April 30, 2012 – 40 Days
It’s hard to believe that this time last year my friends Jill and Jen were helping me truck my couches over to a thrift store, a guy was picking up my piano which I’d sold for thirty pieces of silver, and I was frantically breaking my bed frame apart (with a hammer and some ineffectual jumping) and trying to maneuver that and the mattress downstairs on my own and stuff it all into the back of my Toyota to go dump behind a mattress store (with their permission). These were the last of the big things and they’d seemed insurmountably huge and unget-riddable. I was way past the “What in the hell are you doing, girl?” stage and into straight up adrenaline panic. I had to be completely out of my house by May 1st so the new tenant could move in. I didn’t know if I could pull it off. All I saw around me was STUFF. How did I still have all this stuff after I’d sold so much, given away so much, thrown out so much?But, in the end, the place was cleared out and cleaned up. I even had ten minutes or so to sit on the bare carpet and feel a little emotional before I locked the door behind me for the last time. To say goodbye to the house that had been my very own. To bid farewell to all the memories painted on the walls of my mind; the ones that threw a smile on my face, the hard times that had made me better (faster, stronger). To blow a kiss goodbye to the mountains that I loved. To try not to cry when I hugged my friends goodbye—for now? for forever?
“There is always something to miss, no matter where you are,” Sarah said, in Sarah, Plain and Tall. All that we leave behind in order to try on a new adventure.I’d do it all over again.
Now I find myself nearing a similar situation. I’ve got forty days (biblically sounding enough) left in Peru. I sit here at my ironing board desk listening to the sounds of Lima; the zooming whishes of cars, their honks, their beeps, the parrots, the birds, the sibilant clicking of a sprinkler, the erratic clacking of the front gate opening and closing, someone’s IM notifications, a telephone ringing, my roommate’s voice, a knife thudding against a cutting board, the whirring of some distant machine, my fingers hitting the keys. And I wonder if I’ll miss the noise.I doubt it, but I know which memories I’ll set on the windowsill of my mind. I’ve got them lined up. The freedom I crave, the sunshine I love, the nearness of the ocean, the freshness of the fruits and vegetables, the thrill of not knowing what will happen when I pass through the apartment gate out into the city—all these things I’ve had. Being here afforded me the opportunity to focus on writing in a way that was never possible for me before. I have a contented sense of accomplishment regarding the book I’ve been laboring over, the stories I’ve written, the rejections I’ve received, and the interactions I’ve shared. I have new people to call friends. I’ve got an expanded bubble of world experience; soapy and slightly purple around the edges as it may be.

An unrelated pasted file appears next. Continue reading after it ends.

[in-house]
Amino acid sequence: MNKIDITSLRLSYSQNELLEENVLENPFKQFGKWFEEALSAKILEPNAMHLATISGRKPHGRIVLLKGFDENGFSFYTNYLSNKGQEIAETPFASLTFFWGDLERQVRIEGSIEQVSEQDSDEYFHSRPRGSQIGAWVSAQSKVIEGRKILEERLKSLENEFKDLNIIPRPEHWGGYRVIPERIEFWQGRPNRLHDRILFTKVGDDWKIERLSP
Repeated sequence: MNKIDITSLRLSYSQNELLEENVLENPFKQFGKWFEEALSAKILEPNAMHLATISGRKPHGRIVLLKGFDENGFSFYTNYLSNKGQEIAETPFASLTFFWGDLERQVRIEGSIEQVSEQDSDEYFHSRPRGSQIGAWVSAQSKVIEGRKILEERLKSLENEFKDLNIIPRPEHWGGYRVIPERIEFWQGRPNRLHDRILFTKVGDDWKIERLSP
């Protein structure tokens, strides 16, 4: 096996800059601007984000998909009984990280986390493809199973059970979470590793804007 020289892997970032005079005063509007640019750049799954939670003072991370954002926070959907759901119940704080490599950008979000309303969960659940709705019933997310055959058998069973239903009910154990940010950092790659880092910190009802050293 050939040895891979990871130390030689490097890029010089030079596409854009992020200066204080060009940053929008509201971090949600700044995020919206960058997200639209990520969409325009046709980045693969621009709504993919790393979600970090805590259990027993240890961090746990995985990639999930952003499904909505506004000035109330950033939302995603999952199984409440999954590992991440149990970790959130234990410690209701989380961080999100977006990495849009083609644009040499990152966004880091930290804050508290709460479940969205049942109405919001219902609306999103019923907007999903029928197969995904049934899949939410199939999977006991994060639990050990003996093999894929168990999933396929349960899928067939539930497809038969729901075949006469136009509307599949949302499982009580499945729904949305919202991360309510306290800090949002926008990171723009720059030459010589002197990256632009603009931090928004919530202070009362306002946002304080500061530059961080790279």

This last year has been like the passing of a flock of these little green Peruvian parrots; noisy, raucous, and quick. I don’t doubt that the next forty days won’t speed by, but I do know for sure that they’ll be as full and wonderful and agonizing as the days that have gone before.I’ll throw out the clothes I’ve worn holes in. I’ll pass on the books I’ve read. I’ll tuck my memories between soft things, fold them gently up and pack them into bags.
And then I’ll wander, joyfully wander, until someplace calls me home again.